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Call for Papers/artistic contributions

Special Issue of ClimaCom: The Anthropocene Dialogues
Editors: Marko Monteiro (State University of Campinas); Jean Miguel (Federal University of São Paulo); Altair Oliveira Filho (Federal Institute of São Paulo).
Deadline: March 30, 2018.


Anthropogenic changes in the terrestrial climate, land use, the oceans and the biosphere have been occurring at ever larger and faster speeds, especially in the last century. This unprecedented phenomenon in human history and in the history of the planet has fostered heated debates about the concept of the Anthropocene, a new geological age defined by human activity on Earth. Several areas of science and philosophy are currently discussing how human relations with the environment and other species can be critically re-thought through this concept, justifying a continued engagement with its possibilities. The Anthropocene concept brings new challenges to critical thought on society and the environment, helping to guide and promote debates that go beyond scientific disciplines and their epistemologies. The concept makes it possible to think about the construction of an analytical framework that would serve as a means for the sciences to establish a more active dialogue beyond natural/social disciplinary boundaries. It also has enabled innovative forms of language and understandings of natural processes to be imagined, including informing new ways of interaction between the sciences and the public. This is necessary so that actions can be taken on increasingly urgent issues, namely: how to preserve and recover damaged ecosystems; how to deal with (increasingly frequent)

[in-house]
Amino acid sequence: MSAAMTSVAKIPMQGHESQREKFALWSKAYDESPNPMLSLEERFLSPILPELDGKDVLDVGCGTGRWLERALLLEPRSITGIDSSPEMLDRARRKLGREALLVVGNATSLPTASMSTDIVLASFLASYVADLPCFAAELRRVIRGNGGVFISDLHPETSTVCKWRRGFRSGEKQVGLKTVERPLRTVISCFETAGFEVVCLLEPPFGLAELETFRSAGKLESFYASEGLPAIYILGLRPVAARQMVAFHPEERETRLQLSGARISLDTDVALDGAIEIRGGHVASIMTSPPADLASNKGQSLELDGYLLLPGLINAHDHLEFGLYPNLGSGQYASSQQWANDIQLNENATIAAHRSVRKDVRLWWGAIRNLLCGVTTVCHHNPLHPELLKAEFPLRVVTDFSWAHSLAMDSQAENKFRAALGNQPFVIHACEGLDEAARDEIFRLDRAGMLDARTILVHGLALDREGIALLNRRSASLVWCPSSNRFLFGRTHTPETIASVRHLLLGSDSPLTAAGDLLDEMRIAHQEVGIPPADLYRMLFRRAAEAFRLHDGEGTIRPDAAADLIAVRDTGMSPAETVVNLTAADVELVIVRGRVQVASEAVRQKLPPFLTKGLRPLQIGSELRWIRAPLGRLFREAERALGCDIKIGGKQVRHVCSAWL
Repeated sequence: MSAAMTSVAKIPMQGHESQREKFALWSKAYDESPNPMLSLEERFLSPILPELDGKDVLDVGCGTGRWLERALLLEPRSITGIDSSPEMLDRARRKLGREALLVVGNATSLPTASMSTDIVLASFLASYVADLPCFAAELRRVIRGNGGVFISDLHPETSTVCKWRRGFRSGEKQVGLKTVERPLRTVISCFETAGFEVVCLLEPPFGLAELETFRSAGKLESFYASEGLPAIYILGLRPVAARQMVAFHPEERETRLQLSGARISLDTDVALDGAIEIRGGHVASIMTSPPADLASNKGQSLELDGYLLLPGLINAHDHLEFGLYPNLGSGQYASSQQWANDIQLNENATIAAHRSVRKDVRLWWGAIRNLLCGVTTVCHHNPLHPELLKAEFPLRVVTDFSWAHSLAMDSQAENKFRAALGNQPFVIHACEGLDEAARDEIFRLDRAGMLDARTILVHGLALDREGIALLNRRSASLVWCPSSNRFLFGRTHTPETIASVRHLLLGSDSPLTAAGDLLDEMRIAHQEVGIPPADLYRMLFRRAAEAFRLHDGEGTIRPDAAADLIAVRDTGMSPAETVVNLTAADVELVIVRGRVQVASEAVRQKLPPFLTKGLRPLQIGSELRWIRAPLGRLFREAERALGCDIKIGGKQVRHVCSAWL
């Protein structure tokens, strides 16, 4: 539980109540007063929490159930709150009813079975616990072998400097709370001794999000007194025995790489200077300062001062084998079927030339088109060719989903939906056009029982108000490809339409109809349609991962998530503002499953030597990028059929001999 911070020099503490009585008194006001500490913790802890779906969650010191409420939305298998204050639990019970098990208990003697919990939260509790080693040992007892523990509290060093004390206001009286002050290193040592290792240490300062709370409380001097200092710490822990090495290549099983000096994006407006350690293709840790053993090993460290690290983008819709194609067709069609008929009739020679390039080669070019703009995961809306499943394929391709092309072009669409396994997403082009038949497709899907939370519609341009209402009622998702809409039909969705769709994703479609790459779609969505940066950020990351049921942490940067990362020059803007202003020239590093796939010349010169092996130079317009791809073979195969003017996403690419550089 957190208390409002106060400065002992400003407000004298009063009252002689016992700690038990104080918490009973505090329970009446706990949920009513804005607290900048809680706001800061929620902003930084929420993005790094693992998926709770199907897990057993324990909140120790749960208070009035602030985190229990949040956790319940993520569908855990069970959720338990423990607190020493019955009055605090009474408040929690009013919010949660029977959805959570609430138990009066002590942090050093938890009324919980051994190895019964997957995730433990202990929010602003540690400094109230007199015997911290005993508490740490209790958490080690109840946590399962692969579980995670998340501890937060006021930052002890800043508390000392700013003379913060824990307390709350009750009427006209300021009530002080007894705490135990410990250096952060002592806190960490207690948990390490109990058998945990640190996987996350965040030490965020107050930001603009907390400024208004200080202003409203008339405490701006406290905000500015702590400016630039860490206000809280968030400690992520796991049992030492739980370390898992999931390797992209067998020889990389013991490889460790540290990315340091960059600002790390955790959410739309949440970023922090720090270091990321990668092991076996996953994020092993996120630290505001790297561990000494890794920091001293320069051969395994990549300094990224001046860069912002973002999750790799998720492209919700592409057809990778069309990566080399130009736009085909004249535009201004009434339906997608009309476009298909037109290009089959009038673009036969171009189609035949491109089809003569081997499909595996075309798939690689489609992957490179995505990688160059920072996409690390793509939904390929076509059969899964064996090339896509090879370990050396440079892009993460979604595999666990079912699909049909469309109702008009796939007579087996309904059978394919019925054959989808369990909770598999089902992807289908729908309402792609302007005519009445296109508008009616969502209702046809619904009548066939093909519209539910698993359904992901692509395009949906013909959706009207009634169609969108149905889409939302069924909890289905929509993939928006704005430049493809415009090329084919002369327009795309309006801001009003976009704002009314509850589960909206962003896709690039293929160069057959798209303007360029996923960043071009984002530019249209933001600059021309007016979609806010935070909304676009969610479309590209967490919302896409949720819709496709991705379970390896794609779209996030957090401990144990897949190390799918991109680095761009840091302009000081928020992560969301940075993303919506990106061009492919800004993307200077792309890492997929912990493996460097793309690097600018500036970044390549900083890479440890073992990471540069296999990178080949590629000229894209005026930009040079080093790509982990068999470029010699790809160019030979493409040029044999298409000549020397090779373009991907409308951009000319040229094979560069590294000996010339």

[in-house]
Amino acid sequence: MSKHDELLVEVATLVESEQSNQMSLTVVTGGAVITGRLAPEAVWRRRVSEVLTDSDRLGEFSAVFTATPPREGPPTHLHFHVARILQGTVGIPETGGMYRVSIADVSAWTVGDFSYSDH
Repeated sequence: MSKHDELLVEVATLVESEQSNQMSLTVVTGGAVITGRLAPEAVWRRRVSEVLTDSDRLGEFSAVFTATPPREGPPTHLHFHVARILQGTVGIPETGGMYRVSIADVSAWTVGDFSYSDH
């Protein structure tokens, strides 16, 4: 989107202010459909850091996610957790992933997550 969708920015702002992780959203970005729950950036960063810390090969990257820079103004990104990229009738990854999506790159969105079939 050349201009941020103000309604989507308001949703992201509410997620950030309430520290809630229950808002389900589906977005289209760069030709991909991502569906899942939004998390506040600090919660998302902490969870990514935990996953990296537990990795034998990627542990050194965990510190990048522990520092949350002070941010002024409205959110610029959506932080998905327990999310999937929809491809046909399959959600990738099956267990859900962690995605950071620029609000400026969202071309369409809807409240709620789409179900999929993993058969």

natural disasters; how to stimulate the use of renewable energies; how to promote adaptation to climate change; how to produce food and use resources in a sustainable manner, among many others.

This special edition of ClimaCom proposes to enable a plural dialogue between different scientific disciplines about such epistemic, political and social challenges. Some of the thematic axes of this discussion include:
1. The search for an epistemology of Anthropocene;
2. The cultural dimensions of the Anthropocene;
3. The consequences climate change on functioning of ecosystems;
4. Natural disasters, extreme events and Anthropocene;
5. The future global energy supply, renewable energy and climate change;
6. Traditional knowledge and climate change;
7. Climate change, adaptation and mitigation actions;
8. Global climate change and agriculture, livestock and land uses;
9. Climate change and health;
10. Challenges for the communication of the science of the Anthropocene;
11. Democracy, climate governance and public policy in the Anthropocene;
12. Socio-technical constructions for coping with climate change


Biermann, Frank, Kenneth Abbott, Steinar Andresen, Karin Bäckstrand, Steven Bernstein, Michele M Betsill, Harriet Bulkeley, Benjamin Cashore, Jennifer Clapp, and Carl Folke, 2012. Navigating the Anthropocene: improving earth system
governance, Science 335, 1306-1307.
Crutzen, Paul J, 2006. The “anthropocene”(Springer). Haraway, Donna, 2015. Anthropocene, capitalocene, plantationocene, chthulucene: Making kin, Environmental Humanities 6, 159-165.
Latour, Bruno, 2014. Anthropology at the time of the Anthropocene—A personal view of what is to be studied.
Lewis, Simon L, and Mark A Maslin, 2015. Defining the anthropocene, Nature 519, 171-180.
Monastersky, Richard, 2015. The human age, Nature 519, 144.
Moore, Amelia, 2016. Anthropocene anthropology: reconceptualizing contemporary global change, Journal of the Royal Anthropological Institute 22, 27-46.
Palsson, Gisli, Bronislaw Szerszynski, Sverker Sörlin, John Marks, Bernard Avril,
Carole Crumley, Heide Hackmann, Poul Holm, John Ingram, and Alan Kirman, 2013.
Reconceptualizing the ‘Anthropos’ in the Anthropocene: Integrating the social
sciences and humanities in global environmental change research, environmental
science & policy 28, 3-13.

se en égalité and not of a mise en equivalence. Namely, there is not a common measure, but a common measuring of differing, of becoming, since there is not an a priori weWe, as well as the image of thought, is what has to

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